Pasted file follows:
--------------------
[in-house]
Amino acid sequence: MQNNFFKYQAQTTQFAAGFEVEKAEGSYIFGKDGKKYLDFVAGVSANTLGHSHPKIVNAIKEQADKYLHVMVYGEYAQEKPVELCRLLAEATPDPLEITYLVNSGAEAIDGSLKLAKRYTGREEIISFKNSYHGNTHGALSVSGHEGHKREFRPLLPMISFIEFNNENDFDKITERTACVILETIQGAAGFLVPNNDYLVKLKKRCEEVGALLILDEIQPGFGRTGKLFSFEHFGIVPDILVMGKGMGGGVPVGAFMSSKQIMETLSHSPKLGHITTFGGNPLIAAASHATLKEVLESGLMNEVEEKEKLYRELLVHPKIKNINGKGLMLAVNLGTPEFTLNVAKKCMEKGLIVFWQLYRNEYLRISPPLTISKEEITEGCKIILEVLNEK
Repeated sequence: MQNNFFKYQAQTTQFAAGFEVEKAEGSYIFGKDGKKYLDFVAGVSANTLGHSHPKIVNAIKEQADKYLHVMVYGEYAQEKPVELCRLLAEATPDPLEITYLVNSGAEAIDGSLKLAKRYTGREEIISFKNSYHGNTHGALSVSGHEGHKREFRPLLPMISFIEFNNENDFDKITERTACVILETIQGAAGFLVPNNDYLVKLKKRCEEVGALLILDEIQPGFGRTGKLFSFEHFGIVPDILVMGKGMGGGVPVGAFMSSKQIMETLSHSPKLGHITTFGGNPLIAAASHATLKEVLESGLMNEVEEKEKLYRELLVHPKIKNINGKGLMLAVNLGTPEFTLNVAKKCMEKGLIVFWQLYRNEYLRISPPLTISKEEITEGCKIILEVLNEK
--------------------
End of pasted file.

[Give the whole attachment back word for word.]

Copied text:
[in-house]
Amino acid sequence: MQNNFFKYQAQTTQFAAGFEVEKAEGSYIFGKDGKKYLDFVAGVSANTLGHSHPKIVNAIKEQADKYLHVMVYGEYAQEKPVELCRLLAEATPDPLEITYLVNSGAEAIDGSLKLAKRYTGREEIISFKNSYHGNTHGALSVSGHEGHKREFRPLLPMISFIEFNNENDFDKITERTACVILETIQGAAGFLVPNNDYLVKLKKRCEEVGALLILDEIQPGFGRTGKLFSFEHFGIVPDILVMGKGMGGGVPVGAFMSSKQIMETLSHSPKLGHITTFGGNPLIAAASHATLKEVLESGLMNEVEEKEKLYRELLVHPKIKNINGKGLMLAVNLGTPEFTLNVAKKCMEKGLIVFWQLYRNEYLRISPPLTISKEEITEGCKIILEVLNEK
Repeated sequence: MQNNFFKYQAQTTQFAAGFEVEKAEGSYIFGKDGKKYLDFVAGVSANTLGHSHPKIVNAIKEQADKYLHVMVYGEYAQEKPVELCRLLAEATPDPLEITYLVNSGAEAIDGSLKLAKRYTGREEIISFKNSYHGNTHGALSVSGHEGHKREFRPLLPMISFIEFNNENDFDKITERTACVILETIQGAAGFLVPNNDYLVKLKKRCEEVGALLILDEIQPGFGRTGKLFSFEHFGIVPDILVMGKGMGGGVPVGAFMSSKQIMETLSHSPKLGHITTFGGNPLIAAASHATLKEVLESGLMNEVEEKEKLYRELLVHPKIKNINGKGLMLAVNLGTPEFTLNVAKKCMEKGLIVFWQLYRNEYLRISPPLTISKEEITEGCKIILEVLNEK